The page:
ACADIA NATIONAL PARK, Maine — Three kayakers emerged slowly from the mist on Jordan Pond, their green and yellow vessels breaking the calm water Friday morning.
Standing on the shore at the pond’s boatlaunch, Rahul Desai of Lynnfield, Mass., saw the kayaks through the fog and immediately reached for his camera. Adam Jones saw the scene, too.
“That’s for the people with the telephoto lenses who were wondering what they could shoot,” said nature and wildlife photographer Jones as a cluster of photographers standing around him turned and pointed their cameras at the kayakers.
It was a perfect shot for a gray morning — exactly what Desai and about 60 other visitors to Acadia National Park were searching for as they took part in Canon’s Photography in the Parks workshop Friday morning.
The workshop, one of a series taking place this month in Acadia for the first time, have been held at other national parks throughout the country. This year’s program started in Yosemite and moved to the Grand Canyon and Yellowstone before the final stop in Acadia.
The twice-daily free workshops, which are open to the public, allow park visitors to use their own equipment or borrow Canon camera bodies, lenses and memory cards, and then head out into the area around Jordan Pond, where a guide gives the group pointers about the cameras, photography in general and how to shoot the park.
After the photography session ends, the participants can print photos on site. The images are available online about a week later and can be submitted to a national contest. Prizes include cameras and trips to national parks.
Joel Saferstein, an associate publisher with the New York-based American Park Network, which publishes park guides and coordinates the photography workshops, said the program resonates with youngsters.
“There’s still this digital divide for kids who are used to being on their cell phones. Coming to a place like this, you’re disconnected,” Saferstein said at the Jordan Pond House. “One of the ways we can have them feel connected is through photography. It’s something they relate to, taking photographs on their cell phones and building social networks and community.”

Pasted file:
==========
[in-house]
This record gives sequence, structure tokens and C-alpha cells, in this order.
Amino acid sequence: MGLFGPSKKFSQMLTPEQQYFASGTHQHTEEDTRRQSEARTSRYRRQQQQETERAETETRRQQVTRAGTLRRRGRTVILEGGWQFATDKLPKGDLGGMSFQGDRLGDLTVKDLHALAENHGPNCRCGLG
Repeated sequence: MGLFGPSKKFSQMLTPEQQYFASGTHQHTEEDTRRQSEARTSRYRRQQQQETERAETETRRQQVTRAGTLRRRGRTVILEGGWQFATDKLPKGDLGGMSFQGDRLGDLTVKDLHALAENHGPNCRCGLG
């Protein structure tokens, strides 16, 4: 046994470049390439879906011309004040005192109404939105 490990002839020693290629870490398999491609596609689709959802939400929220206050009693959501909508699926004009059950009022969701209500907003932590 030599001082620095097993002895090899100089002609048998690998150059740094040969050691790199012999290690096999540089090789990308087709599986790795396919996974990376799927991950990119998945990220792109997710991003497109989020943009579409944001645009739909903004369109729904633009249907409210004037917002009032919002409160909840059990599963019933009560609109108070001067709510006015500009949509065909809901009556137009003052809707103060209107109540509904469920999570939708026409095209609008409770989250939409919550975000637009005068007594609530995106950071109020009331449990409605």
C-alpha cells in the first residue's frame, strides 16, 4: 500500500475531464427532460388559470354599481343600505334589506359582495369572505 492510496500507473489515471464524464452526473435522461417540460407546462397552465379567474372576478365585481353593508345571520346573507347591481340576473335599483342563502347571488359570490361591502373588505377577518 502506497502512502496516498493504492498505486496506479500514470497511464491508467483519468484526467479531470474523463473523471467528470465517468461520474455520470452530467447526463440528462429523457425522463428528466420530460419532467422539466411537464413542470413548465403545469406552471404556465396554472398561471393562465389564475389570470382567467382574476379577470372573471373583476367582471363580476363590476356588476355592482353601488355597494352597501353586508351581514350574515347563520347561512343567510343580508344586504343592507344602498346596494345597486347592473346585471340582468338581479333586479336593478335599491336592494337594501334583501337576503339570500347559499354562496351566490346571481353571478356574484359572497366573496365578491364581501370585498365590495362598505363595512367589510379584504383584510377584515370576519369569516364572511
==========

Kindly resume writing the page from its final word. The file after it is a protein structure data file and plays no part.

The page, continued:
Jones, who is based in Kentucky, said he had previously photographed Acadia.
He led a group of about 15 experienced photographers on a slow walk around Jordan Pond’s southern shore, stopping occasionally to discuss composition, elements of design, and how to read a camera’s viewfinder.
“Less is more when you’re taking pictures,” Jones said. “An artist starts with a blank canvas and paints on what they want. Well, we work in the reverse process. We’ve got chaos all around us, so we have to simplify our composition.”
He encouraged participants to take advantage of the flat, gray light and foggy lake. Bright sunshine isn’t always the best weather condition for photography, he added.
“Look at the light,” Jones said, stopping the group as it reached a path with a clear view several dozen feet ahead. “It’s just that path off into the woods, into infinity. … We’ve got beautiful, soft studio lighting here today.”
Most of the photographers were amateurs, and most were visiting the park from outside Maine. Desai, a 19-year-old Northeastern University student, read about the workshops one month ago and knew he wanted to be in Acadia.
“I’ve been doing this for a while, but I learned some new techniques,” said Desai, who attended a workshop Thursday and planned to return today. “Just being in the park, having all this beautiful scenery, it’s great. I was kind of tentative this morning with the mist, but it’s been beautiful.”
The workshops will be held at 9:30 a.m. and 1:30 p.m. today, Sunday, Monday, Wednesday and Thursday. There will be 6 p.m. photography presentations on those days at the Abbe Museum in Bar Harbor. For more information, go to www.usa.canon.com/parks.